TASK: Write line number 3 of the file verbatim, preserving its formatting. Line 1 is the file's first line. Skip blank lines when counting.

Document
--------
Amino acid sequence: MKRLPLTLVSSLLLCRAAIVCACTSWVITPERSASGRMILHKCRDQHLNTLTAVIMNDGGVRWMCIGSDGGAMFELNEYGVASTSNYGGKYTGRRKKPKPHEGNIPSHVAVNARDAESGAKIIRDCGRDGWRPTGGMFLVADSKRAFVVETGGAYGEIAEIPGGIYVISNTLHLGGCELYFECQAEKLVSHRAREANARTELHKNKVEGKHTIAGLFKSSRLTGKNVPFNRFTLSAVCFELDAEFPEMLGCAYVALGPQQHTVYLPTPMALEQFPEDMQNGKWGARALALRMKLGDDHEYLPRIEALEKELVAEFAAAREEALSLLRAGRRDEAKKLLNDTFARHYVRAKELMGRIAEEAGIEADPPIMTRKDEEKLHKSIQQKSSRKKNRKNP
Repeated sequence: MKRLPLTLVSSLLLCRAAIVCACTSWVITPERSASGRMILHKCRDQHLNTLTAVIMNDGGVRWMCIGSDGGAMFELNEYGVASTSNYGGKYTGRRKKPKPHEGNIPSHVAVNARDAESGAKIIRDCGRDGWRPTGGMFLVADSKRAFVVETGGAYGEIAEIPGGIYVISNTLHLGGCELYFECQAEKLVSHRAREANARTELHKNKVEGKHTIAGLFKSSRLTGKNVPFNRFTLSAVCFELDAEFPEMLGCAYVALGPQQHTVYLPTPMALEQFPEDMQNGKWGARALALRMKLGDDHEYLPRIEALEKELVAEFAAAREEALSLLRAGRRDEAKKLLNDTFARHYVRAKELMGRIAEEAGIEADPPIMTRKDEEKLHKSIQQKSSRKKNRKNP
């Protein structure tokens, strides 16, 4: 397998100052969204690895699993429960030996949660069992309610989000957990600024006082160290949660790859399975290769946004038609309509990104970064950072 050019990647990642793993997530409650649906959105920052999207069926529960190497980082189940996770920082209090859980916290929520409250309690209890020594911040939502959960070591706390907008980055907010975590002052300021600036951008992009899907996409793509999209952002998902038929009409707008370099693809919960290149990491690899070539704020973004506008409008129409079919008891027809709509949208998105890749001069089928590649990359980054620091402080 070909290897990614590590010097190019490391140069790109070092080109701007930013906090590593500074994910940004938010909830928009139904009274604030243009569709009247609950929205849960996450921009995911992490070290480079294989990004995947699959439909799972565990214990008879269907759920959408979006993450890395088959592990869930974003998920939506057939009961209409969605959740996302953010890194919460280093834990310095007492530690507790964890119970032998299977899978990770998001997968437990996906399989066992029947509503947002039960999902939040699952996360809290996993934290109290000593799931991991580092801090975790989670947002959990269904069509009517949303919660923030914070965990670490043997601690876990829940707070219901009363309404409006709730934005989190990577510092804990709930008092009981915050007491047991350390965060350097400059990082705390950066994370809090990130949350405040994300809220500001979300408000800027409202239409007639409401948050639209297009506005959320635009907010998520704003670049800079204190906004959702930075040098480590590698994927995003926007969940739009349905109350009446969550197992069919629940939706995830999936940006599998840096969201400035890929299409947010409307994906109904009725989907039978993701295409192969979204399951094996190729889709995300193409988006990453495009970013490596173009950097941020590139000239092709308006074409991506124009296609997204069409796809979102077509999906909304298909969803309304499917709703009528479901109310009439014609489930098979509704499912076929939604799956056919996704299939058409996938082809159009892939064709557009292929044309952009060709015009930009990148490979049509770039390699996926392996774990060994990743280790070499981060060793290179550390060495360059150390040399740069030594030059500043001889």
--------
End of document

């Protein structure tokens, strides 16, 4: 397998100052969204690895699993429960030996949660069992309610989000957990600024006082160290949660790859399975290769946004038609309509990104970064950072 050019990647990642793993997530409650649906959105920052999207069926529960190497980082189940996770920082209090859980916290929520409250309690209890020594911040939502959960070591706390907008980055907010975590002052300021600036951008992009899907996409793509999209952002998902038929009409707008370099693809919960290149990491690899070539704020973004506008409008129409079919008891027809709509949208998105890749001069089928590649990359980054620091402080 070909290897990614590590010097190019490391140069790109070092080109701007930013906090590593500074994910940004938010909830928009139904009274604030243009569709009247609950929205849960996450921009995911992490070290480079294989990004995947699959439909799972565990214990008879269907759920959408979006993450890395088959592990869930974003998920939506057939009961209409969605959740996302953010890194919460280093834990310095007492530690507790964890119970032998299977899978990770998001997968437990996906399989066992029947509503947002039960999902939040699952996360809290996993934290109290000593799931991991580092801090975790989670947002959990269904069509009517949303919660923030914070965990670490043997601690876990829940707070219901009363309404409006709730934005989190990577510092804990709930008092009981915050007491047991350390965060350097400059990082705390950066994370809090990130949350405040994300809220500001979300408000800027409202239409007639409401948050639209297009506005959320635009907010998520704003670049800079204190906004959702930075040098480590590698994927995003926007969940739009349905109350009446969550197992069919629940939706995830999936940006599998840096969201400035890929299409947010409307994906109904009725989907039978993701295409192969979204399951094996190729889709995300193409988006990453495009970013490596173009950097941020590139000239092709308006074409991506124009296609997204069409796809979102077509999906909304298909969803309304499917709703009528479901109310009439014609489930098979509704499912076929939604799956056919996704299939058409996938082809159009892939064709557009292929044309952009060709015009930009990148490979049509770039390699996926392996774990060994990743280790070499981060060793290179550390060495360059150390040399740069030594030059500043001889």